* Daimler Q3 operating profit misses forecast
* European truck sales up 4.5 pct across all brands -ACEA
* VW warns debt crisis will weigh on W. Europe demand
* Hyundai Motors quarterly net profit rises 21 pct
* Japanese, U.S. auto makers face flood disruption
(Adds Volkswagen, shares, links to Asia stories)
By Maria Sheahan
FRANKFURT, Oct 27 Daimler (DAIGn.DE) and
Volkswagen (VOWG_p.DE) reinforced the gloomy outlook
for Europe's vehicle industry on Thursday, revealing weak sales
of premium cars and downbeat demand outlooks that overshadowed
some robust truck sales data.
The warnings fit with the signals coming from other car and
truck makers, which have benefited since the industry's
2008-2009 crisis from robust demand in emerging markets
including Brazil and China, but now warn the outlook for Europe,
beset by sovereign debt woes, is increasingly gloomy.
Daimler said its weaker-than-expected quarterly
operating profit suffered as premium car sales were hit by the
economic downturn., while better news in the truck sector for
Daimler and its peers, showed predicted slowing demand had not
Martin Winterkorn, Chief Executive of Europe's largest car
maker Volkswagen, also warned Europe's debt crisis would weigh
on demand for cars in many Western European markets, although
the company expects continued growth in Eastern Europe, India,
China and North and South America.
Overall demand for cars would be flat in 2011, he said.
VW predicted a big rise in revenues and operating profit
this year but warned volatile interest rates and currency
fluctuations as well as commodity prices would dent margins.
It posted a quarterly operating profit of 9 billion euros
thanks to double digit sales growth rates and a boost from
derivatives used in the merger with Porsche.
TRUCK BRIGHT SPOT
Despite the gloom, data on Thursday from industry group ACEA
showed the signs of cooling demand reported by truck makers had
not yet filtered through to sales.
Truck sales in the European Union rose 4.5 percent in
September, ACEA said.
But against this background truck manufacturers are bracing
themselves for lower demand ahead, in an industry closely linked
to international trade and the health of the wider economy.
World number two truck maker Volvo (VOLVb.ST) on Tuesday
said it was preparing to cut output in anticipation of lower
vehicle demand in Europe next year, and warned of slowing growth
in emerging regions.
Competitor Scania had earlier said it would make further
production cuts if economic uncertainty led to lower orders as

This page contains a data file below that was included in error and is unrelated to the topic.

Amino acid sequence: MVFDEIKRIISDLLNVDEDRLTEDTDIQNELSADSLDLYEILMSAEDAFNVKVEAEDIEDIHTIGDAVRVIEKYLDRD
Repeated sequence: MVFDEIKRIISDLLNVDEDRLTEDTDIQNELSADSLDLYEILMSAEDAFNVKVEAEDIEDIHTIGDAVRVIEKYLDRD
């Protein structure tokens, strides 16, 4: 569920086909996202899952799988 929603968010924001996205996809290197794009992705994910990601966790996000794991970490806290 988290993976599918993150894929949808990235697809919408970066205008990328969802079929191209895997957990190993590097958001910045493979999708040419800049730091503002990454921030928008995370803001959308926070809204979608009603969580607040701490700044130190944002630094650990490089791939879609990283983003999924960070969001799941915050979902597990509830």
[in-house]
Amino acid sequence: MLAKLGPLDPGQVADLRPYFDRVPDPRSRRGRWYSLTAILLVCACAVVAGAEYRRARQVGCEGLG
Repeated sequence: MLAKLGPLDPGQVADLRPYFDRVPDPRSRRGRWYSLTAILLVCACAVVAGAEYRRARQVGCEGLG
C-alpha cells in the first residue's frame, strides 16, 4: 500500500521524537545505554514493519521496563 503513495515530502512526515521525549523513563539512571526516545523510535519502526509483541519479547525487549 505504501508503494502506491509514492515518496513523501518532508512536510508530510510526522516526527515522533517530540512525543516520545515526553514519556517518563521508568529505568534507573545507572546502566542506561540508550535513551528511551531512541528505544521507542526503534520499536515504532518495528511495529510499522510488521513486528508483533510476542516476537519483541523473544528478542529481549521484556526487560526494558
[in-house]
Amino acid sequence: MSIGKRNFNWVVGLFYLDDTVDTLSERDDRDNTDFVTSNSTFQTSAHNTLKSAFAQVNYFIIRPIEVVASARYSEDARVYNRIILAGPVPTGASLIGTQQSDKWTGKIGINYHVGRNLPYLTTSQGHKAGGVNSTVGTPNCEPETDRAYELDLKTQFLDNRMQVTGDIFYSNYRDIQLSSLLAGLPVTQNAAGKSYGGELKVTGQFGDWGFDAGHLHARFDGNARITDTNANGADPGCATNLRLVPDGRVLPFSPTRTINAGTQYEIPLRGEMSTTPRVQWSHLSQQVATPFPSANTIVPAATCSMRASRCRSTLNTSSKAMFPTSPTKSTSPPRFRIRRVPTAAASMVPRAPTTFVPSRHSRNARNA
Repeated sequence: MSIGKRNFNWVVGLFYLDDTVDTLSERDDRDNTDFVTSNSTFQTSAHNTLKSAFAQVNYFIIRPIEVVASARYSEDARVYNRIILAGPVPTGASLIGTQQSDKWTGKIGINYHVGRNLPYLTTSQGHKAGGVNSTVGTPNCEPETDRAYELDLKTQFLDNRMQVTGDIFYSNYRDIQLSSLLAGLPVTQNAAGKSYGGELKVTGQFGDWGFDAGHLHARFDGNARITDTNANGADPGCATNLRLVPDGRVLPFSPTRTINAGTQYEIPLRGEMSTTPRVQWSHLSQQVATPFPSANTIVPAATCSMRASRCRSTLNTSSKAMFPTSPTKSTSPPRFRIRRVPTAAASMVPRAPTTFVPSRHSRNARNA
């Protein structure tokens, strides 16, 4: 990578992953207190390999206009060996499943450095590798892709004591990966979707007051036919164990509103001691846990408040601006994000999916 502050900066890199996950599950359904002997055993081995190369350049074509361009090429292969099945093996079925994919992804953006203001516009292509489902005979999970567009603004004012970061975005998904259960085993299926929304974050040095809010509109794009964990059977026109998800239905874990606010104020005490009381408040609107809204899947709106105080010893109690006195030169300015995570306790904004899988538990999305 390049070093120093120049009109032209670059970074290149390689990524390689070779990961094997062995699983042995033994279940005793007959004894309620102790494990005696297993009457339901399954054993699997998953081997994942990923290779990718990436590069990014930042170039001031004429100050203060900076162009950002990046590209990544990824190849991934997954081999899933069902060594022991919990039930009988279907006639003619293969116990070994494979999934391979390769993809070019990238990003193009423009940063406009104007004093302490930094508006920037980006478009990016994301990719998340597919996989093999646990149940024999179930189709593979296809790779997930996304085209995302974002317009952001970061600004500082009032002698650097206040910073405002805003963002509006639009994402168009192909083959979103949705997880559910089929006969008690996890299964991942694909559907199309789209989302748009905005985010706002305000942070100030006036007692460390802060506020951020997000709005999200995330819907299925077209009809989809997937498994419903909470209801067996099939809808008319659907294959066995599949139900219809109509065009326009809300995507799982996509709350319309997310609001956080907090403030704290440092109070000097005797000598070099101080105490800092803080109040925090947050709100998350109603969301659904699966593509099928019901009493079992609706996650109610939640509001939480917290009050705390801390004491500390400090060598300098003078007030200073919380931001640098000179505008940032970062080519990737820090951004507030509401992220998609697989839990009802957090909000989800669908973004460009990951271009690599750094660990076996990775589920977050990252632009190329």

it posted a profit drop as expected.
PREMIUM SALES WEAK
Daimler's sales of Mercedes-Benz Cars, which also includes
the Smart brand, fell 2 percent in Western Europe in the third
quarter, with stagnating sales in Germany, Europe's biggest car
Car sales growth has been shrinking in Europe, with Germany
the only major market in the region to expand in September,
while the boom in China that bolstered German carmakers in
recent quarters has eased to a milder pace for now.
"At the beginning of the fourth quarter of 2011, the outlook
for the world economy is distinctly less favorable than just a
few months ago," Daimler said in its quarterly financial report.
However, it reaffirmed its full-year outlook.
"Perhaps the stock will struggle today -- but we still see
Daimler as an out of favour, cheap stock with durable earnings
power," wrote Bernstein analyst Max Warburton in a research
note. "2012 looks like it's going to be a tough year, but
Daimler may well fare better than many fear," he added.
Daimler shares rose 1.5 percent to 38.44 euros by
0843 GMT, underperforming a 3.2 percent rise in the STOXX 600
European autos index . Volkswagen rose more than 6
France's PSA Peugeot Citroen , beset by gloom in
European showrooms, on Wednesday warned its core car making
business would barely make money this year and announced 6,000
job losses to cut costs.
Its competitor Renault also reports on Thursday.
Also on Thursday, South Korea's Hyundai Motor
reported a 21 percent rise in third-quarter net profit but
warned of rising competition and economic uncertainty.
And auto makers felt a worsening impact from floods in
Thailand. Toyota Motor Corp said it would cut
production in North America for one day because of the
interruption of parts supplies from the country.
(Reporting by Maria Sheahan, Helen Massy-Beresford and Hyunjoo
Jin; Writing by Helen Massy-Beresford; Editing by David Cowell
and Andrew Callus)